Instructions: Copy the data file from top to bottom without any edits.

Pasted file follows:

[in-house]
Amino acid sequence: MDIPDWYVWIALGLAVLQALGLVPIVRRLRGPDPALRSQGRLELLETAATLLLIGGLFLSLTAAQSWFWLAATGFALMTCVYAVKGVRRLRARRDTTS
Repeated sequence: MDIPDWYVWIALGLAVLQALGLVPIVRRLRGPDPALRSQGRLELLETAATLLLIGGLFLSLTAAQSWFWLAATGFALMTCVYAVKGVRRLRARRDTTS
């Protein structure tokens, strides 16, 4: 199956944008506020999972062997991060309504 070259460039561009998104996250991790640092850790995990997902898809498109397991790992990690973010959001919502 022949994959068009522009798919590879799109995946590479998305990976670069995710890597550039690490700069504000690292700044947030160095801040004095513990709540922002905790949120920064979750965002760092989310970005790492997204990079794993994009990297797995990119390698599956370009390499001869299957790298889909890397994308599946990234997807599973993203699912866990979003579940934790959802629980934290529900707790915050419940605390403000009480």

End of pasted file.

[in-house]
Amino acid sequence: MDIPDWYVWIALGLAVLQALGLVPIVRRLRGPDPALRSQGRLELLETAATLLLIGGLFLSLTAAQSWFWLAATGFALMTCVYAVKGVRRLRARRDTTS
Repeated sequence: MDIPDWYVWIALGLAVLQALGLVPIVRRLRGPDPALRSQGRLELLETAATLLLIGGLFLSLTAAQSWFWLAATGFALMTCVYAVKGVRRLRARRDTTS
């Protein structure tokens, strides 16, 4: 199956944008506020999972062997991060309504 070259460039561009998104996250991790640092850790995990997902898809498109397991790992990690973010959001919502 022949994959068009522009798919590879799109995946590479998305990976670069995710890597550039690490700069504000690292700044947030160095801040004095513990709540922002905790949120920064979750965002760092989310970005790492997204990079794993994009990297797995990119390698599956370009390499001869299957790298889909890397994308599946990234997807599973993203699912866990979003579940934790959802629980934290529900707790915050419940605390403000009480």